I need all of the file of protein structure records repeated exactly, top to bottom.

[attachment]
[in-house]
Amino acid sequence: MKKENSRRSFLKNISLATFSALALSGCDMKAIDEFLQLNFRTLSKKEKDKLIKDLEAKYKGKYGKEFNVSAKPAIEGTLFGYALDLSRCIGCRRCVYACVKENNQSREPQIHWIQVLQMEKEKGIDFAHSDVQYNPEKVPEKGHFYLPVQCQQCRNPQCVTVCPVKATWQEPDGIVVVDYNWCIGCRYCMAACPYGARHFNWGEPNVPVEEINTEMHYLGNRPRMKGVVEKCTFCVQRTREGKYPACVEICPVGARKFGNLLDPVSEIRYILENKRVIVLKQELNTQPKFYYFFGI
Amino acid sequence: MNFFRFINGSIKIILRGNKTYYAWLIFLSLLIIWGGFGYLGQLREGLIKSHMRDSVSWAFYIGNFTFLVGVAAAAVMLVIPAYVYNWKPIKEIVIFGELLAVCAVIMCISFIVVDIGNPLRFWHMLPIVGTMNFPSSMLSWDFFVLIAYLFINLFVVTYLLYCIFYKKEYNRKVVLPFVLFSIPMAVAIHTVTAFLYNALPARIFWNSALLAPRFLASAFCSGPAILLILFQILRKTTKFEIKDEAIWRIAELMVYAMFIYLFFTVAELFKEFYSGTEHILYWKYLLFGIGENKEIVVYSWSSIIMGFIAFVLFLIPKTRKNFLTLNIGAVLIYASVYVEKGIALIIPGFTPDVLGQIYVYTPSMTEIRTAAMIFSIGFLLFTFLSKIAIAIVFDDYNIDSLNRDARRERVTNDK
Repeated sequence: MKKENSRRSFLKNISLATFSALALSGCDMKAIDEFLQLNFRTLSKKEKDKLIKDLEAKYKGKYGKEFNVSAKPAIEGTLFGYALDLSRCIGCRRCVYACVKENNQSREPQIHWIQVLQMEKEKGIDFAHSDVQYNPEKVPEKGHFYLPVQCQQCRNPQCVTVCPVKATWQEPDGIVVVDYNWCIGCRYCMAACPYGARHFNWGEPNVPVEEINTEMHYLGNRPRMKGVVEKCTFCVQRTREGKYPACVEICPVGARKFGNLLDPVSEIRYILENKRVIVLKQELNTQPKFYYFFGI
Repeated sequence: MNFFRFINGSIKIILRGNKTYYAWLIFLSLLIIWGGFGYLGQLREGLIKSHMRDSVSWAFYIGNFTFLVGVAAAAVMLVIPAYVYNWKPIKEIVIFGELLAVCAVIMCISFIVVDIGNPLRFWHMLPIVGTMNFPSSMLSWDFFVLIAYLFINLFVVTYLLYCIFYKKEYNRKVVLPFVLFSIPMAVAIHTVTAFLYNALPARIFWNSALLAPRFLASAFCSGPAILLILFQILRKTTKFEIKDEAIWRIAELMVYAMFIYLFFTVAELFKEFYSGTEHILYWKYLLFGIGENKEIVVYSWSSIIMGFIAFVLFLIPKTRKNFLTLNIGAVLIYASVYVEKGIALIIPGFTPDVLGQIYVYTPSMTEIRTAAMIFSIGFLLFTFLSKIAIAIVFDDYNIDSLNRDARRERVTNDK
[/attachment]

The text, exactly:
[in-house]
Amino acid sequence: MKKENSRRSFLKNISLATFSALALSGCDMKAIDEFLQLNFRTLSKKEKDKLIKDLEAKYKGKYGKEFNVSAKPAIEGTLFGYALDLSRCIGCRRCVYACVKENNQSREPQIHWIQVLQMEKEKGIDFAHSDVQYNPEKVPEKGHFYLPVQCQQCRNPQCVTVCPVKATWQEPDGIVVVDYNWCIGCRYCMAACPYGARHFNWGEPNVPVEEINTEMHYLGNRPRMKGVVEKCTFCVQRTREGKYPACVEICPVGARKFGNLLDPVSEIRYILENKRVIVLKQELNTQPKFYYFFGI
Amino acid sequence: MNFFRFINGSIKIILRGNKTYYAWLIFLSLLIIWGGFGYLGQLREGLIKSHMRDSVSWAFYIGNFTFLVGVAAAAVMLVIPAYVYNWKPIKEIVIFGELLAVCAVIMCISFIVVDIGNPLRFWHMLPIVGTMNFPSSMLSWDFFVLIAYLFINLFVVTYLLYCIFYKKEYNRKVVLPFVLFSIPMAVAIHTVTAFLYNALPARIFWNSALLAPRFLASAFCSGPAILLILFQILRKTTKFEIKDEAIWRIAELMVYAMFIYLFFTVAELFKEFYSGTEHILYWKYLLFGIGENKEIVVYSWSSIIMGFIAFVLFLIPKTRKNFLTLNIGAVLIYASVYVEKGIALIIPGFTPDVLGQIYVYTPSMTEIRTAAMIFSIGFLLFTFLSKIAIAIVFDDYNIDSLNRDARRERVTNDK
Repeated sequence: MKKENSRRSFLKNISLATFSALALSGCDMKAIDEFLQLNFRTLSKKEKDKLIKDLEAKYKGKYGKEFNVSAKPAIEGTLFGYALDLSRCIGCRRCVYACVKENNQSREPQIHWIQVLQMEKEKGIDFAHSDVQYNPEKVPEKGHFYLPVQCQQCRNPQCVTVCPVKATWQEPDGIVVVDYNWCIGCRYCMAACPYGARHFNWGEPNVPVEEINTEMHYLGNRPRMKGVVEKCTFCVQRTREGKYPACVEICPVGARKFGNLLDPVSEIRYILENKRVIVLKQELNTQPKFYYFFGI
Repeated sequence: MNFFRFINGSIKIILRGNKTYYAWLIFLSLLIIWGGFGYLGQLREGLIKSHMRDSVSWAFYIGNFTFLVGVAAAAVMLVIPAYVYNWKPIKEIVIFGELLAVCAVIMCISFIVVDIGNPLRFWHMLPIVGTMNFPSSMLSWDFFVLIAYLFINLFVVTYLLYCIFYKKEYNRKVVLPFVLFSIPMAVAIHTVTAFLYNALPARIFWNSALLAPRFLASAFCSGPAILLILFQILRKTTKFEIKDEAIWRIAELMVYAMFIYLFFTVAELFKEFYSGTEHILYWKYLLFGIGENKEIVVYSWSSIIMGFIAFVLFLIPKTRKNFLTLNIGAVLIYASVYVEKGIALIIPGFTPDVLGQIYVYTPSMTEIRTAAMIFSIGFLLFTFLSKIAIAIVFDDYNIDSLNRDARRERVTNDK